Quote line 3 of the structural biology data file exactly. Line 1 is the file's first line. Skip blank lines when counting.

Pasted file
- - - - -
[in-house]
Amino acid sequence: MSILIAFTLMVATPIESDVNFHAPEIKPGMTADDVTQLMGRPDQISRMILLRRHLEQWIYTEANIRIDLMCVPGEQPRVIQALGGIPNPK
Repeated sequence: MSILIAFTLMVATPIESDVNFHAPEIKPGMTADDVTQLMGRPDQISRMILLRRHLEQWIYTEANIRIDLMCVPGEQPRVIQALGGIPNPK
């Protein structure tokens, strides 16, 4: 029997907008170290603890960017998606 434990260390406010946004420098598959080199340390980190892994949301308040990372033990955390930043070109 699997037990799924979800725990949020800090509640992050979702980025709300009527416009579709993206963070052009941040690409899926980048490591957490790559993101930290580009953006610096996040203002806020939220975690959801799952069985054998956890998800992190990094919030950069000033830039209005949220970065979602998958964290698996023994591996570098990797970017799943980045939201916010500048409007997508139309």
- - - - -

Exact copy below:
Repeated sequence: MSILIAFTLMVATPIESDVNFHAPEIKPGMTADDVTQLMGRPDQISRMILLRRHLEQWIYTEANIRIDLMCVPGEQPRVIQALGGIPNPK